political activist. Born in Morgan City, Louisiana, Elmer “Geronimo” Pratt was an exceptional student who, in 1965, decided to delay college and enter the army. Pratt was sent to Vietnam, where he completed two tours of duty, distinguished himself in combat, and earned several medals, including the Purple Heart. Honorably discharged in 1968, Pratt enrolled at the University of California at Los Angeles, where he met Alprentice “Bunchy” Carter, the leader of the Southern California chapter of the Black Panther Party. Pratt joined the Panthers and began participating in Panther activities. After Carter's murder in January 1969, Pratt was named deputy minister of defense and head of the Los Angeles chapter of the Black Panther Party.
Pratt attracted notice from the Federal Bureau of Investigation FBI and its counterintelligence program COINTELPRO which was an undercover strategy designed to weaken and ultimately neutralize organizations and individuals that ...
Bobby Seale, the son of George and Thelma Seale, was born in Dallas, Texas and moved to California with his family when he was ten years old. He entered the U.S. Air Force at eighteen and served as an aircraft-sheet mechanic. Three years later, he was dishonorably discharged for insubordination and absence without leave. In 1961 he enrolled at Merritt College in Oakland, California.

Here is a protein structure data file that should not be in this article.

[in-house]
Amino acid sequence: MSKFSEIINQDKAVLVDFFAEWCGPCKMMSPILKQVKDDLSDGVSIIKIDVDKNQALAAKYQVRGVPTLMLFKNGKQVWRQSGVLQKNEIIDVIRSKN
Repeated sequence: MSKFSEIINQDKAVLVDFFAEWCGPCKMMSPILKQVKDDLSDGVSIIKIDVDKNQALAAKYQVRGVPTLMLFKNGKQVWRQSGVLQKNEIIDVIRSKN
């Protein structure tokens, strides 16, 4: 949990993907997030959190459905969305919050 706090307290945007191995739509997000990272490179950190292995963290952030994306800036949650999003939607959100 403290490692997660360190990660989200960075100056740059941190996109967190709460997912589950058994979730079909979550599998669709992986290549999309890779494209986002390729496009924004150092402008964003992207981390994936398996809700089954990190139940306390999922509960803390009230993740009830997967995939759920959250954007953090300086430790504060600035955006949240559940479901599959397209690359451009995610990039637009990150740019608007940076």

While at Merritt, Seale became a member of the Afro-American Association. Through this militant organization, Seale met and befriended fellow student Huey Newton. Together they formed the Soul Students Advisory Committee at the college. In 1966 the two created the Black Panther Party, whose political platform called for equality of opportunity for African Americans and an end to police brutality against black people.
Seale was arrested in 1968 as one of the Chicago Eight prosecuted for activities during their participation in demonstrations ...
political activist and cofounder of the Black Panther Party for Self-Defense. Robert “Bobby” George Seale was born in Dallas, Texas, to George, a carpenter by profession, and Thelma Seale. Seale had a peripatetic childhood, moving to Port Arthur, Texas, and then San Antonio, Texas, before settling in Oakland, California, at the age of ten. In this move from the South to the West Coast, the Seales joined the ranks of 1.5 million African Americans streaming out of the South in search for work and better living conditions during the World War II period.